The Amazon rainforest will show varied responses to the ever-changing climate and will ultimately succumb to a savannah-like state in the future, where some parts will die off and others will remain intact, according to a new study.
Previous studies have claimed that the South American rainforest will die off completely while others state it will remain relatively unchanged in a warmer climate.
However, the latest study led by researchers at Harvard University say that it will actually likely be a combination of both. The team say that previous studies don't take into account the complexity of the Amazonian ecosystem.
This study, published in the Proceedings of the National Academy of Sciences, claims that the vast rainforest, which has an area of 5,500,000km<sub><sup>2, will react with various intensities across its large domain. Paul Moorcroft, an ecologist at Harvard University, and colleagues designed a new model which they called the Ecosystem Demography Biosphere model, which allowed them to track individual trees' responses to climate change.
To get a better understanding of how it may react in the future, they combined field observations with remote sensing estimates and applied them to the model. The results showed that the changes to the Amazon would be gradual and that the rainforest would show a "varied response" to climate change.
For example, they found that forests would lose more biomass as dry seasons became longer, and high biomass forests will convert to low biomass dry forests. They say that the parts of the Amazon that have a dry season that lasts for four months will lose around a fifth of their biomass, and that the dry seasons will become two months longer.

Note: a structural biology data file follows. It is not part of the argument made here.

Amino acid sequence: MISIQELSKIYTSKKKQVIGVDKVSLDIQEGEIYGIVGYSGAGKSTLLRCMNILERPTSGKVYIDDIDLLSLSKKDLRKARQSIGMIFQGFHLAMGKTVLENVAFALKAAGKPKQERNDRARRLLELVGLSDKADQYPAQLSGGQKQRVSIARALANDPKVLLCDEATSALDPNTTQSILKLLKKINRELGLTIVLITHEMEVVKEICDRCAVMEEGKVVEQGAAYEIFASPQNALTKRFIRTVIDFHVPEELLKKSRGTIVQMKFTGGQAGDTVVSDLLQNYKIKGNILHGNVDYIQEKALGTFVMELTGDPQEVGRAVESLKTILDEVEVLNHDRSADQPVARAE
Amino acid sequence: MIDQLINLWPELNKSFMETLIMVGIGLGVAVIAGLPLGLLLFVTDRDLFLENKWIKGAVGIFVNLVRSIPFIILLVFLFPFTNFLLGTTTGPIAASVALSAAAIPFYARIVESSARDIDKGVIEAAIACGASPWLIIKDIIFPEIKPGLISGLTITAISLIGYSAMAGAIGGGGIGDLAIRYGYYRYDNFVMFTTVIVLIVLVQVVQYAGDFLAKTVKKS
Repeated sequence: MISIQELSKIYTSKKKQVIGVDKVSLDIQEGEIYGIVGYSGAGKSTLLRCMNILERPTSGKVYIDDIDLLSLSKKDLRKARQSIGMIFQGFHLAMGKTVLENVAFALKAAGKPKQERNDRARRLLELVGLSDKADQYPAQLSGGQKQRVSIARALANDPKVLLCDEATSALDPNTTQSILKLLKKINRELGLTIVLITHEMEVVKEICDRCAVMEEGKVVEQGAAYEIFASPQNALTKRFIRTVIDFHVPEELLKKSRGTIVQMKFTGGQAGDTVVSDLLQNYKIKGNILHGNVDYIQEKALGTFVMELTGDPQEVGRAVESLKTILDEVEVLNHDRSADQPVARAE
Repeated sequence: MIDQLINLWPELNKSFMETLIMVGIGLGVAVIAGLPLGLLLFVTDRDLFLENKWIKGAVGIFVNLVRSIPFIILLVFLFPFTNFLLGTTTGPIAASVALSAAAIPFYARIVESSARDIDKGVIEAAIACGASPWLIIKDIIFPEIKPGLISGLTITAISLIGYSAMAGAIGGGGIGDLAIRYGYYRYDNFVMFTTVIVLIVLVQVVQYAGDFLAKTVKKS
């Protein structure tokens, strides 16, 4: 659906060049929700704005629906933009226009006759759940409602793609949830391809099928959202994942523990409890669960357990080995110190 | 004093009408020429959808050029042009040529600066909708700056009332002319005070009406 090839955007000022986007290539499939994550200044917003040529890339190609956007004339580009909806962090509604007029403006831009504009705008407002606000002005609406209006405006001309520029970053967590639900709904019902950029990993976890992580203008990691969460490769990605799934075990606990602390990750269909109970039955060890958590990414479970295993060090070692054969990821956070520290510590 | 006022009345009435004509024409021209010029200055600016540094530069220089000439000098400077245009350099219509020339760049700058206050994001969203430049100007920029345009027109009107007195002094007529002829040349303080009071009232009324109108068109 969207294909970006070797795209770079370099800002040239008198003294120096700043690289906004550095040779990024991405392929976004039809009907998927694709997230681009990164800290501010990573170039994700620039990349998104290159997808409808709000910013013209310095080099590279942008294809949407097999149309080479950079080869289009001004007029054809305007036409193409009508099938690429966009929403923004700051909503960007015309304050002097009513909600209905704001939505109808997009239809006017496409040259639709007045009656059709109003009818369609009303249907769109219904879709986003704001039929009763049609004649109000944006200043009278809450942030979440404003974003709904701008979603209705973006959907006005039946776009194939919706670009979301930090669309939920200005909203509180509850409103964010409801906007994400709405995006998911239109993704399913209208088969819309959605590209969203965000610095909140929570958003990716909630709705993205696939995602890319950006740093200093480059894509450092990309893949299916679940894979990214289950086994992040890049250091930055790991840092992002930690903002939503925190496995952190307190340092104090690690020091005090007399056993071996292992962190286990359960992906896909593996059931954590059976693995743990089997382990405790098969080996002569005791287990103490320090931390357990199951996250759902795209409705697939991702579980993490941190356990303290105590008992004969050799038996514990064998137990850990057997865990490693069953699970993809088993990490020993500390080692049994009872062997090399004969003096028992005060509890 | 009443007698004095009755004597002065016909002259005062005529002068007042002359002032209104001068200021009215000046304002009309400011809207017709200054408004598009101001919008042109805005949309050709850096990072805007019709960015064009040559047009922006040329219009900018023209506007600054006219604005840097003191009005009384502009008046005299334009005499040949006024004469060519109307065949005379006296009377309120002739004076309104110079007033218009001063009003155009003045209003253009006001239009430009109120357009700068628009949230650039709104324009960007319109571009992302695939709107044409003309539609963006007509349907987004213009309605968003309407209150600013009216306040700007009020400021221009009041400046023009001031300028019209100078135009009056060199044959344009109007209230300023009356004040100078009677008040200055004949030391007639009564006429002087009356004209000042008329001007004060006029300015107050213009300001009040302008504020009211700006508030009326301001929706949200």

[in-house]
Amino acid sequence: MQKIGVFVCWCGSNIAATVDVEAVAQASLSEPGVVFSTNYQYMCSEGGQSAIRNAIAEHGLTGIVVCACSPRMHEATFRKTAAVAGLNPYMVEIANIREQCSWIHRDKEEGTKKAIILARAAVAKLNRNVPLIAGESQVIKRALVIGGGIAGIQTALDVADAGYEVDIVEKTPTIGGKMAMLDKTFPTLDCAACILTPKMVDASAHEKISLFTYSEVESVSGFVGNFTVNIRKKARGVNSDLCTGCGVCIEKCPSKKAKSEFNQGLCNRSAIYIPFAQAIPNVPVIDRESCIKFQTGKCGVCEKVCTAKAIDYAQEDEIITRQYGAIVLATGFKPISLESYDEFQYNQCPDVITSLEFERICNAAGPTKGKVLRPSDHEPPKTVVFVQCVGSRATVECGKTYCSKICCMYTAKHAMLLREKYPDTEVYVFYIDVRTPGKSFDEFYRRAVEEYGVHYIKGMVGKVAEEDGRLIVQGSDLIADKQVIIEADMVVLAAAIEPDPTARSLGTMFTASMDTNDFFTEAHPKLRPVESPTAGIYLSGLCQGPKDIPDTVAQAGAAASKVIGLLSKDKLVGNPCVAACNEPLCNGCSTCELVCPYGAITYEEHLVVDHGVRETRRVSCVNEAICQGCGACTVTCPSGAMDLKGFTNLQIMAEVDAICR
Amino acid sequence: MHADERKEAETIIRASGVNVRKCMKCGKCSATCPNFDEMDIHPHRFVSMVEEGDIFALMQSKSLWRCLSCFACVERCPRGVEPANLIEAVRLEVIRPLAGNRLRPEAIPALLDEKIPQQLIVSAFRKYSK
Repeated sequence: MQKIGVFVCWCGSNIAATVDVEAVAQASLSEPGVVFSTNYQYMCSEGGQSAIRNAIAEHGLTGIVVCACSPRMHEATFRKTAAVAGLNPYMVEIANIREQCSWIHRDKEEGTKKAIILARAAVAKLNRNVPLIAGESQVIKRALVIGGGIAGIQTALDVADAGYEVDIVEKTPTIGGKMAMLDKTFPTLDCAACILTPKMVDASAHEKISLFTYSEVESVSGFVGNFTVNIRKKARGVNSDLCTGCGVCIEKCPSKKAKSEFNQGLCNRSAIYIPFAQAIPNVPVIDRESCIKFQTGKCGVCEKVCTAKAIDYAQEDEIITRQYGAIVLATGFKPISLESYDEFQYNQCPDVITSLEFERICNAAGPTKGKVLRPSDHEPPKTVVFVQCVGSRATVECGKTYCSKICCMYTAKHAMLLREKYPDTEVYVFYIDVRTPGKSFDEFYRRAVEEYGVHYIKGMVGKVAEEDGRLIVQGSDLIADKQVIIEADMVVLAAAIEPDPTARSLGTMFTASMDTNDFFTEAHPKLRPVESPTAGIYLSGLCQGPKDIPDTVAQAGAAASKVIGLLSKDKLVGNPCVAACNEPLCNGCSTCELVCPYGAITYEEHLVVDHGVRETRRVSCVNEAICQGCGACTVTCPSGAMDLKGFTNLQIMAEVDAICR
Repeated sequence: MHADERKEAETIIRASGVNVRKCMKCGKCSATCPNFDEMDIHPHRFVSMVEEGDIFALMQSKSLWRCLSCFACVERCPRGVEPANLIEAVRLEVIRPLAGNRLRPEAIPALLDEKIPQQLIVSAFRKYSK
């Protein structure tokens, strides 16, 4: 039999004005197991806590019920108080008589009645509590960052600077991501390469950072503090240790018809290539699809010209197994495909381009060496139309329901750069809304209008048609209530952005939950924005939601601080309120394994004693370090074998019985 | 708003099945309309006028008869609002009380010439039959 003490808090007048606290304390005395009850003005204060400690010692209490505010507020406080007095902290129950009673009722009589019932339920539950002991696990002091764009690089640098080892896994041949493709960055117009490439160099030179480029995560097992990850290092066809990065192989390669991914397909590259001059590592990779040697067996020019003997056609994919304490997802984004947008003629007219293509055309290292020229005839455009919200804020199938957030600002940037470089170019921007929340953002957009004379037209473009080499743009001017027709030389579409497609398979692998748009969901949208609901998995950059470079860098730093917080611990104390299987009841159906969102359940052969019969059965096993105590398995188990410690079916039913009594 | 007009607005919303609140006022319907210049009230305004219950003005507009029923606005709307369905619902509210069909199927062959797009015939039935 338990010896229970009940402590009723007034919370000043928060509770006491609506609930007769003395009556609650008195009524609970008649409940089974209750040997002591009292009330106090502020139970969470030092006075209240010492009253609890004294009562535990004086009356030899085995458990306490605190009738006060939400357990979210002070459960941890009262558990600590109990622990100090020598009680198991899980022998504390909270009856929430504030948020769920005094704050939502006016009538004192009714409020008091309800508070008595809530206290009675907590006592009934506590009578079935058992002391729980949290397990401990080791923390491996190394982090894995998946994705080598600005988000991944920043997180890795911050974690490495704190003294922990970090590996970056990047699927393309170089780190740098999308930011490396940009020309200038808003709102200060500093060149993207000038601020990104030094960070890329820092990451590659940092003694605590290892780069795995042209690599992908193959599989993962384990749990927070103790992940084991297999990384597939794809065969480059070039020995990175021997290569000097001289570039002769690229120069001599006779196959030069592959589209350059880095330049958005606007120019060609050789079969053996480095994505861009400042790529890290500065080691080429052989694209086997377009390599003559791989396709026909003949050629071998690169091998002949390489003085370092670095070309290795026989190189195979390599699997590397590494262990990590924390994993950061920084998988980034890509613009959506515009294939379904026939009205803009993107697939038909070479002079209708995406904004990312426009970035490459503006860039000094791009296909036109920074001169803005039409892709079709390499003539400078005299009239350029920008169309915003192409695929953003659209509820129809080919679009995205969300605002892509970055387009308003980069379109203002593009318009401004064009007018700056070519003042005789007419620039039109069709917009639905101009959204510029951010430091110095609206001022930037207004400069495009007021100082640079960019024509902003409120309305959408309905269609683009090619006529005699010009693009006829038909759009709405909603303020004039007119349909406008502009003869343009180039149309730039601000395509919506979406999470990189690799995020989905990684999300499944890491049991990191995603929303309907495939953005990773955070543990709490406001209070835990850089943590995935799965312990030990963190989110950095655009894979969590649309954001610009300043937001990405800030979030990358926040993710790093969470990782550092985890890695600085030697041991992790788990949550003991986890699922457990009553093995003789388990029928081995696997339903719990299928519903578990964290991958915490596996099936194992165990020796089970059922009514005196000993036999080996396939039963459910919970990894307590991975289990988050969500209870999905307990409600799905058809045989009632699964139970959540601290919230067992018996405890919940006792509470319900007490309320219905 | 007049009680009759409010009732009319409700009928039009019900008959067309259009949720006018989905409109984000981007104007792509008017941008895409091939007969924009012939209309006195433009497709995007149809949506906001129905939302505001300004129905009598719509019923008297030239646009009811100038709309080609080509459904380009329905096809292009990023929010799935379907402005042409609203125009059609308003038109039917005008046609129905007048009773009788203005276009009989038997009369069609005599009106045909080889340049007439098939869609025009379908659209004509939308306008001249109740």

However, drier parts of the Amazon which have a six-month dry season will lose 29% of their biomass and the dry season will be longer by a month. The team write in their paper: "Fire, logging, and other anthropogenic disturbances may, however, exacerbate these climate change-induced ecosystem transitions."
Soil type can also influence the time it takes to react to climate change. Forests that are situated in low clay content soil will be "relatively unaffected" by climate change while those in high clay content soil will deteriorate more rapidly.
The team adds: "As we have shown here, models that incorporate plant-level dynamics are able to characterize observed extant patterns of variation in the structure, composition, and dynamics of Amazonian ecosystems more accurately and accounting for these patterns has important implications for the sensitivity and ecological resilience of Amazon forests to different levels of climatological perturbation."